STANFORD

2012 Record: 12-2, 8-1 Pac-12 (1st, North)

Coach: David Shaw, third year at Stanford and overall (23-4)

Big date: Nov. 7: vs. Oregon. A nationally televised Thursday night showdown matching Pac-12 North division powers with designs on the league title and the national championship. Oregon's speed was too much for the Cardinal in 2010-11, but Stanford's power reigned last year. Both teams have a bye the previous Saturday, so they should be healthy and well prepared. Sixty-three days and counting.

Key departures: Tailback Stepfan Taylor and tight end Zach Ertz made big plays each week and combined to score half of Stanford's 42 offensive touchdowns. ... Receivers Drew Terrell and Jamal-Rashad Patterson and tight end Levine Toilolo added another 10 TDs. ... Center Sam Schwartzstein anchored the offensive line. ... All-conference linebacker Chase Thomas is the only significant loss defensively.

Difference makers: Tailbacks Tyler Gaffney and Anthony Wilkerson average more than 4 yards per carry for their careers despite limited playing time. ... Quarterback Kevin Hogan's mobility allows him to extend plays and drives. ... The defense is loaded with playmakers, including free safety Ed Reynolds (three pick-6s last season) and linebacker Trent Murphy (18 tackles for loss).

Fresh faces to watch: Left tackle Andrus Peat is a first-time starter but played regularly last season and is freakishly agile for his 310-pound frame. ... Tight end Luke Kaumatule's only career reception came in high school, but he's a ferocious blocker with soft hands. ... Receivers Devon Cajuste and Michael Rector will complement veteran Ty Montgomery and have big-play speed.

Best-case scenario: An improved passing game combines with the power running attack and big plays by Hogan to produce 30 to 35 points per game. The defense lives up to its billing as one of the nations best, and Stanford is rarely challenged in the fourth quarter. The Cardinal fends off Oregon in the North, avenges the loss to Notre Dame, repeats as Pac-12 champion and outslugs Alabama to win the national title.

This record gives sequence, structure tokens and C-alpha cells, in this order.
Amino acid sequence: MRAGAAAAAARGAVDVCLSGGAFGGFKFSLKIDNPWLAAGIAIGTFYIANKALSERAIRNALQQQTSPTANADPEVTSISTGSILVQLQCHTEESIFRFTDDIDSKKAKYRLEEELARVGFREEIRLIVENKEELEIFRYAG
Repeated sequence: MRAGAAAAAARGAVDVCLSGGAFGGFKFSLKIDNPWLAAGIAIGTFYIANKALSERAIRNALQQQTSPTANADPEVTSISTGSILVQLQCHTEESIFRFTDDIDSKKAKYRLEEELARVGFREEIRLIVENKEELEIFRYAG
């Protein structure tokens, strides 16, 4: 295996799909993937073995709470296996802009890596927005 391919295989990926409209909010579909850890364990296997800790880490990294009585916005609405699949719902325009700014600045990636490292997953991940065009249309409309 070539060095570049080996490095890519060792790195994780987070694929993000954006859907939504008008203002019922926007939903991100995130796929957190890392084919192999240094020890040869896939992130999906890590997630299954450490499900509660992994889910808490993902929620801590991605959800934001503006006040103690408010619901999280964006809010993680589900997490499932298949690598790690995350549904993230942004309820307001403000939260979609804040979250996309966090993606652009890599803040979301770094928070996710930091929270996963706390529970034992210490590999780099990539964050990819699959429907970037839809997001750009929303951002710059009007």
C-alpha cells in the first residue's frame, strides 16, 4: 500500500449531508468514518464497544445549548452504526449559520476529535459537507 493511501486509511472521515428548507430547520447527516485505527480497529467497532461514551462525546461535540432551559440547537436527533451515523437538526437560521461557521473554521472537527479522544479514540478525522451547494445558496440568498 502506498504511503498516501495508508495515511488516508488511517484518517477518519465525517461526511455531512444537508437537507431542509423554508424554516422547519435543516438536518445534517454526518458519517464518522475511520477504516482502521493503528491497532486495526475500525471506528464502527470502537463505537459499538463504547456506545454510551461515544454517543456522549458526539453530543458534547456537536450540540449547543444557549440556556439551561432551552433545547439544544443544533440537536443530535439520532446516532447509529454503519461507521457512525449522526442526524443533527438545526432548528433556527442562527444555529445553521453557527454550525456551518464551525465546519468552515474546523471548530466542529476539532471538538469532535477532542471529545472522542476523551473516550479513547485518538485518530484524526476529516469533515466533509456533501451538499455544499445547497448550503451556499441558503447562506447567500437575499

Worst-case scenario: The new receivers and tight ends fail to produce consistently, allowing defenses to load up against the running game, and Stanford is forced to play close, low-scoring games each week. Lacking margin for error, the defense allows a handful of big plays at inopportune times and Stanford finishes 8-4, missing the BCS for the first time in four years.

Bottom line: Stanford won eight games last year by a touchdown or less -- a risky way to play because the bounces will eventually go the other way. Everything depends on the passing game, and the best guess is that Hogan's development sparks modest improvement. The schedule is stacked with quality opponents, but Stanford plays its toughest games at home and has a lineup of pressure-tested veterans. The Cardinal repeats as Pac-12 champion but finishes just short of the national title game.

Fan essentials:

Radio: 1050-AM (Scott Reiss, Todd Husak and John Platz)

Tickets: www.gostanford.com

-- JON WILNER

ONLINE EXTRAS:

  • Stanford's schedule starts with San Jose State this weekend, and finishes with Oregon, USC, Cal and Notre Dame. Jon Wilner analyzes the schedule from start to the big finish and all parts in between.

  • Which positions are Stanford's biggest strengths? Where are the questions marks? Jon Wilner breaks down the Cardinal roster, position by position.